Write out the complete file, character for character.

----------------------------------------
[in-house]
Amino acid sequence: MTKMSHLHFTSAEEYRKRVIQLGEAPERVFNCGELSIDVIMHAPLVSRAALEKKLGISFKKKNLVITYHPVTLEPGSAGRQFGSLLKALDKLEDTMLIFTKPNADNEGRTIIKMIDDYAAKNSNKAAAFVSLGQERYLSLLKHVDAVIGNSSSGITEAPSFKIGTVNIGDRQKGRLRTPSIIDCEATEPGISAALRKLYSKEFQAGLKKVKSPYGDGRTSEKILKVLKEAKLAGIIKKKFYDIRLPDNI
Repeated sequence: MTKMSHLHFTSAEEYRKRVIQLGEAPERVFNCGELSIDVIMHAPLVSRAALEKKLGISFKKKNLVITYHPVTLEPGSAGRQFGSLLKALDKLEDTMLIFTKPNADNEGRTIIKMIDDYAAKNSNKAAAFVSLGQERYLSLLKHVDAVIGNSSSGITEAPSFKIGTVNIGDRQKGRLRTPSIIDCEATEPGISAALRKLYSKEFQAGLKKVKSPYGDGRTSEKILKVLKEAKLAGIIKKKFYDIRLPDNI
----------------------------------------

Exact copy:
[in-house]
Amino acid sequence: MTKMSHLHFTSAEEYRKRVIQLGEAPERVFNCGELSIDVIMHAPLVSRAALEKKLGISFKKKNLVITYHPVTLEPGSAGRQFGSLLKALDKLEDTMLIFTKPNADNEGRTIIKMIDDYAAKNSNKAAAFVSLGQERYLSLLKHVDAVIGNSSSGITEAPSFKIGTVNIGDRQKGRLRTPSIIDCEATEPGISAALRKLYSKEFQAGLKKVKSPYGDGRTSEKILKVLKEAKLAGIIKKKFYDIRLPDNI
Repeated sequence: MTKMSHLHFTSAEEYRKRVIQLGEAPERVFNCGELSIDVIMHAPLVSRAALEKKLGISFKKKNLVITYHPVTLEPGSAGRQFGSLLKALDKLEDTMLIFTKPNADNEGRTIIKMIDDYAAKNSNKAAAFVSLGQERYLSLLKHVDAVIGNSSSGITEAPSFKIGTVNIGDRQKGRLRTPSIIDCEATEPGISAALRKLYSKEFQAGLKKVKSPYGDGRTSEKILKVLKEAKLAGIIKKKFYDIRLPDNI